Sunday, February 26, 2006

The Pliocene Clam (Poem)

Sabre-toothed bi-valves patrolling the plains
Selecting our gene pool while chewing on brains.
Nature is perilous: danger's at hand!
The ravenous man-eating Pliocene clam.

Oysters and scallops---all pelecypod
Bow in submission to Mighty Quahog.
Nature's in balance, there's danger to man:
The ravenous man-eating Pliocene clam.

The larval soft body! That ligament scar!
The unique pteroid bivalve a wonder to all.
When the new pelecypod did struggle to land,
It was the end of the man-eating Pliocene clam.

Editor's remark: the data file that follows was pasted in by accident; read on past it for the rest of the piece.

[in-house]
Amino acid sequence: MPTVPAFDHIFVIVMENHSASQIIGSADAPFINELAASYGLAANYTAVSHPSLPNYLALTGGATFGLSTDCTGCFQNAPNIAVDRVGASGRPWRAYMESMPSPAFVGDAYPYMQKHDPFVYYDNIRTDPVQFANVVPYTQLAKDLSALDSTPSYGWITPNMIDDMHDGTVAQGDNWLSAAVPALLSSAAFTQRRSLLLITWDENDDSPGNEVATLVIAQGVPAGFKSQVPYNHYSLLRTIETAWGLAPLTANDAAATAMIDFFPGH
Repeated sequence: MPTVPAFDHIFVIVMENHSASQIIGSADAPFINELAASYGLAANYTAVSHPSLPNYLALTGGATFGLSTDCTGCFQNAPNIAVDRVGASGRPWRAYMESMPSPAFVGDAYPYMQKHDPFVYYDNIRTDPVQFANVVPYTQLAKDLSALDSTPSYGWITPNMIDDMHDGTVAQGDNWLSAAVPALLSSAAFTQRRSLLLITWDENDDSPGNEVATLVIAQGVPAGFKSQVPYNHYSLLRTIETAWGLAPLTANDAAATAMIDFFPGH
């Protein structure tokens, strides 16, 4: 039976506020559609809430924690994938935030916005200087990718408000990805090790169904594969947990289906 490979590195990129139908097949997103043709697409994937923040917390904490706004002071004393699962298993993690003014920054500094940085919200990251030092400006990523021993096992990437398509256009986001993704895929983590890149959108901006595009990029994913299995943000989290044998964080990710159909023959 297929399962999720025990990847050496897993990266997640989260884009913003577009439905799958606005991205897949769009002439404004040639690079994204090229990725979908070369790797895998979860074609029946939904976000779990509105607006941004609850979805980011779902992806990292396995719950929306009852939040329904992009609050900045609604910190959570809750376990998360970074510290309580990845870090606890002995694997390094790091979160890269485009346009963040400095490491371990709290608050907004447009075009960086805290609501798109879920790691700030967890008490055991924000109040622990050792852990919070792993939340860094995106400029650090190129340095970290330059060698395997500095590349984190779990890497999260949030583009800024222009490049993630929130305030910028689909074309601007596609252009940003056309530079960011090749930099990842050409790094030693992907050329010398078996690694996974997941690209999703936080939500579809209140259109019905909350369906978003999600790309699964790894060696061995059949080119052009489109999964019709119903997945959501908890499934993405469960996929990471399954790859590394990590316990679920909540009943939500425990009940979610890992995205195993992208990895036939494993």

[I wrote this poem in appreciation of a joke email I get forwarded from time to time that claims to be correspondence between the Smithsonian Institute and a man who found a skull in his back yard that he believes proves that humans lived in North America two million years ago, and which shows signs of biting that he believes proves that early humans were hunted by giant clams. The Smithsonian writer dryly notes that “A) The specimen looks like the head of a Barbie that a dog has chewed on” and “B) Clams don’t have teeth." ---Yappa]


1 comment:


So you're named after the Garifuna tribe from a Honduran Island and clams don't have teeth....I think I'll stop by again...